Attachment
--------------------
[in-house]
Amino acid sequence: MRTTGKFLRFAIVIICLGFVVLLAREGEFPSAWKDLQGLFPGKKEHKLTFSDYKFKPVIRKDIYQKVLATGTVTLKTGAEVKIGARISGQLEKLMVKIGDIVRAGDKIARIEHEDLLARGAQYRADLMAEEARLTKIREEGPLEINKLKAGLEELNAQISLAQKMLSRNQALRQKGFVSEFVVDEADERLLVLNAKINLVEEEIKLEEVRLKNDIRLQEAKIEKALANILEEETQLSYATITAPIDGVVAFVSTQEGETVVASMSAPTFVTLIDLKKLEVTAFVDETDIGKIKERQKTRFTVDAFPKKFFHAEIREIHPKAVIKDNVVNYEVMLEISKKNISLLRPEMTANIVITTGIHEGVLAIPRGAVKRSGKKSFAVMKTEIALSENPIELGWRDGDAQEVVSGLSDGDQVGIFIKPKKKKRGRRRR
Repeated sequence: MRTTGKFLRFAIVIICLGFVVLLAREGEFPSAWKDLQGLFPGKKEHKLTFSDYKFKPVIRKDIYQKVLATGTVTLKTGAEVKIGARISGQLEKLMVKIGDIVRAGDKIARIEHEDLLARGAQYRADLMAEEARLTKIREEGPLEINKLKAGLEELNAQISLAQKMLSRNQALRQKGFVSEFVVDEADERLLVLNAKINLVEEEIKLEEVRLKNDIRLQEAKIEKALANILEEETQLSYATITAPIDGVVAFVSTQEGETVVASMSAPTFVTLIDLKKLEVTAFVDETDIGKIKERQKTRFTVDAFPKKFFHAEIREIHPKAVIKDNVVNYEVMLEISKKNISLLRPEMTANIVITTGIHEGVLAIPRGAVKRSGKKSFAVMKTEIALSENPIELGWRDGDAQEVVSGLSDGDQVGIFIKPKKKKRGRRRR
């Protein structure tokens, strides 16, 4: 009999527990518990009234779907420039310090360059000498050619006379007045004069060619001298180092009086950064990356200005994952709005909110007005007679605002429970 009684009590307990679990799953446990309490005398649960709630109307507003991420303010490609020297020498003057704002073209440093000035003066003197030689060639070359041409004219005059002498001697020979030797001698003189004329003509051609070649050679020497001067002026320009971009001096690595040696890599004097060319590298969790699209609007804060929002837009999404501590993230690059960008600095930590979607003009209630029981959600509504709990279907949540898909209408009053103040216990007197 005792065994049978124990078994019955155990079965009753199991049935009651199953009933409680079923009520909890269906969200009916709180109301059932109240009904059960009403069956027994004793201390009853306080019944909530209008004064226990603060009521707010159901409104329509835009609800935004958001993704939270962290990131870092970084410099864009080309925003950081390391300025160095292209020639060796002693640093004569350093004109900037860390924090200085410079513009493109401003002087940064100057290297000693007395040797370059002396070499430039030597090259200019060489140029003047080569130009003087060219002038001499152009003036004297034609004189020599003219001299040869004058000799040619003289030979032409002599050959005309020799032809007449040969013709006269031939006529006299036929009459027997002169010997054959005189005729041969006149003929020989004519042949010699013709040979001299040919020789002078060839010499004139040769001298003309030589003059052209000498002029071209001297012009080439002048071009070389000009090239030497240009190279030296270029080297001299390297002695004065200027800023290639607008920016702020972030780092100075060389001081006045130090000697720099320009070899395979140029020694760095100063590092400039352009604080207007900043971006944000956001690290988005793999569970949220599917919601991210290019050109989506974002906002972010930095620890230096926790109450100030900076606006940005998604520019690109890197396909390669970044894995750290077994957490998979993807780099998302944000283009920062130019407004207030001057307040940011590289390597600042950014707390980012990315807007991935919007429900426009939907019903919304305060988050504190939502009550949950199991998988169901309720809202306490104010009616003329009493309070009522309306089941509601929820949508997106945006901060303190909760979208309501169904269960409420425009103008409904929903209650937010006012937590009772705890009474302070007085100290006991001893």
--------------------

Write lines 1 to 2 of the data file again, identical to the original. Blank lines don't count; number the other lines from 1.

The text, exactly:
[in-house]
Amino acid sequence: MRTTGKFLRFAIVIICLGFVVLLAREGEFPSAWKDLQGLFPGKKEHKLTFSDYKFKPVIRKDIYQKVLATGTVTLKTGAEVKIGARISGQLEKLMVKIGDIVRAGDKIARIEHEDLLARGAQYRADLMAEEARLTKIREEGPLEINKLKAGLEELNAQISLAQKMLSRNQALRQKGFVSEFVVDEADERLLVLNAKINLVEEEIKLEEVRLKNDIRLQEAKIEKALANILEEETQLSYATITAPIDGVVAFVSTQEGETVVASMSAPTFVTLIDLKKLEVTAFVDETDIGKIKERQKTRFTVDAFPKKFFHAEIREIHPKAVIKDNVVNYEVMLEISKKNISLLRPEMTANIVITTGIHEGVLAIPRGAVKRSGKKSFAVMKTEIALSENPIELGWRDGDAQEVVSGLSDGDQVGIFIKPKKKKRGRRRR